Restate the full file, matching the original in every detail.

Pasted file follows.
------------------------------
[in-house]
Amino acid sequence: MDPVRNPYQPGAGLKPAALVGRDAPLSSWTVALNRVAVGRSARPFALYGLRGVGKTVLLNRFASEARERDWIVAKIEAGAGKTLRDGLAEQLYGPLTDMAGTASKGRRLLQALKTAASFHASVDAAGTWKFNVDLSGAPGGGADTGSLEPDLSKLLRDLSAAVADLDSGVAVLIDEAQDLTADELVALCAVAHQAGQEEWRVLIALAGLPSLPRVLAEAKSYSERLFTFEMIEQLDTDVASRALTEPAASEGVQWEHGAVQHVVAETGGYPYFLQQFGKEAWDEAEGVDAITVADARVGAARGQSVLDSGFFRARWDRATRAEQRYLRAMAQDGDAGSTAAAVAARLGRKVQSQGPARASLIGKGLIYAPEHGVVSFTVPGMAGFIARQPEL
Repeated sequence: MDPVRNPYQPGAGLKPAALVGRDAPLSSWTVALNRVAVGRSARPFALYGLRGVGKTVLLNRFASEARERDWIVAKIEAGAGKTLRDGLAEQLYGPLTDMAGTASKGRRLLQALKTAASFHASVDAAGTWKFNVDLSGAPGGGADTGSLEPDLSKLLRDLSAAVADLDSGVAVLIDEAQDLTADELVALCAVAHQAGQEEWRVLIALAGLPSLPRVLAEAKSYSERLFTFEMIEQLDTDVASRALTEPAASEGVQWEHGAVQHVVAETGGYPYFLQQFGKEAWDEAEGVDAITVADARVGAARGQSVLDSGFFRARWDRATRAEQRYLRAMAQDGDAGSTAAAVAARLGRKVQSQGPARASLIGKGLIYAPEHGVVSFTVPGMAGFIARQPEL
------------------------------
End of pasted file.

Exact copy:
[in-house]
Amino acid sequence: MDPVRNPYQPGAGLKPAALVGRDAPLSSWTVALNRVAVGRSARPFALYGLRGVGKTVLLNRFASEARERDWIVAKIEAGAGKTLRDGLAEQLYGPLTDMAGTASKGRRLLQALKTAASFHASVDAAGTWKFNVDLSGAPGGGADTGSLEPDLSKLLRDLSAAVADLDSGVAVLIDEAQDLTADELVALCAVAHQAGQEEWRVLIALAGLPSLPRVLAEAKSYSERLFTFEMIEQLDTDVASRALTEPAASEGVQWEHGAVQHVVAETGGYPYFLQQFGKEAWDEAEGVDAITVADARVGAARGQSVLDSGFFRARWDRATRAEQRYLRAMAQDGDAGSTAAAVAARLGRKVQSQGPARASLIGKGLIYAPEHGVVSFTVPGMAGFIARQPEL
Repeated sequence: MDPVRNPYQPGAGLKPAALVGRDAPLSSWTVALNRVAVGRSARPFALYGLRGVGKTVLLNRFASEARERDWIVAKIEAGAGKTLRDGLAEQLYGPLTDMAGTASKGRRLLQALKTAASFHASVDAAGTWKFNVDLSGAPGGGADTGSLEPDLSKLLRDLSAAVADLDSGVAVLIDEAQDLTADELVALCAVAHQAGQEEWRVLIALAGLPSLPRVLAEAKSYSERLFTFEMIEQLDTDVASRALTEPAASEGVQWEHGAVQHVVAETGGYPYFLQQFGKEAWDEAEGVDAITVADARVGAARGQSVLDSGFFRARWDRATRAEQRYLRAMAQDGDAGSTAAAVAARLGRKVQSQGPARASLIGKGLIYAPEHGVVSFTVPGMAGFIARQPEL